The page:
At a meeting of the Association of American Physicians in May, 1923, Plummer1 reported on the use of iodin (compound solution of iodin) in the treatment of exophthalmic goiter. Iodin has been used in this disease by many in the past but has for the most part fallen into disrepute. Plummer, however, claimed striking benefit from its use. Following this suggestion we began shortly afterward the investigation which is reported in this paper. It is a continuation of the studies of various forms of therapy in exophthalmic goiter that have been made during the last ten years at the Massachusetts General Hospital.2 Our results seem to be similar to those obtained in the Mayo Clinic, which have been recently published by Plummer and Boothby.3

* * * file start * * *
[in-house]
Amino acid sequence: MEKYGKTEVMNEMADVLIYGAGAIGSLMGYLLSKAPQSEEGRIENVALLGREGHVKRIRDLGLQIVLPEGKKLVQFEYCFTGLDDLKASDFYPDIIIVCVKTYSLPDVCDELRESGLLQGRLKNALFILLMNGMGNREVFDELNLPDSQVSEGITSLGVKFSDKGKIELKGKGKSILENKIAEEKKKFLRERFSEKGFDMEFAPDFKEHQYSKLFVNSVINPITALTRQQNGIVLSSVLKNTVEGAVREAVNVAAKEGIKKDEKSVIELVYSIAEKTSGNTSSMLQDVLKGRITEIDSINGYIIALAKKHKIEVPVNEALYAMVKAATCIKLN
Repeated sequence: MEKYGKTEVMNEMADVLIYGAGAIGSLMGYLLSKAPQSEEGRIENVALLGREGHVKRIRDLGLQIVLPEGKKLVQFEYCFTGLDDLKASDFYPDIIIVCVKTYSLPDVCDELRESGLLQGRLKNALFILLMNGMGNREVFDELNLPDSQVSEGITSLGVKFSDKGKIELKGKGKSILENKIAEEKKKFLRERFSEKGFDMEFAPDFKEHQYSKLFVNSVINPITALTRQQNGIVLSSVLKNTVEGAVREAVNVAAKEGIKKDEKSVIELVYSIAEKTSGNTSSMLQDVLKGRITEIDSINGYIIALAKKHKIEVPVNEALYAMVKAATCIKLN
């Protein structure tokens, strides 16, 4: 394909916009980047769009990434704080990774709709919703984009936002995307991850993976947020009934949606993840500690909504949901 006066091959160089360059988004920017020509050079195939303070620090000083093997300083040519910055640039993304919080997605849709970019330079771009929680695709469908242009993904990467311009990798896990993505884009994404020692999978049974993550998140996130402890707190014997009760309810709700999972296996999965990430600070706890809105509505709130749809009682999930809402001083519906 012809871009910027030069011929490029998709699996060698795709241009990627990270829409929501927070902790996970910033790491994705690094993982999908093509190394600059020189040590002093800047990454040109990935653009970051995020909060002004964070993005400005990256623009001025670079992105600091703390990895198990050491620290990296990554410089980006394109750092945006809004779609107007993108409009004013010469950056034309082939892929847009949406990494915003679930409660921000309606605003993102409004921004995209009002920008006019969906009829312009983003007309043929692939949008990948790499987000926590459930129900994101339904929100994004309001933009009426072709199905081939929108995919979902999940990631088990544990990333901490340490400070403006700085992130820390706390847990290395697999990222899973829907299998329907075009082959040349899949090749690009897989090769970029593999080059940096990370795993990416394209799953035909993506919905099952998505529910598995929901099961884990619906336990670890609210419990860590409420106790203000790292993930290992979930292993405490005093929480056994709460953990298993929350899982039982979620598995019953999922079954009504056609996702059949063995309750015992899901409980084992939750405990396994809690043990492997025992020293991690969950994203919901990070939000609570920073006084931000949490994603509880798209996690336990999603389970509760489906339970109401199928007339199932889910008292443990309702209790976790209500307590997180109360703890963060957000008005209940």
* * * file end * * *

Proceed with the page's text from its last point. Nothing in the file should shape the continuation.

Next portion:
The chief effect is what may be called the iodin remission. Trousseau,4 in 1863, achieved this same result when he inadvertently gave a patient with exophthalmic
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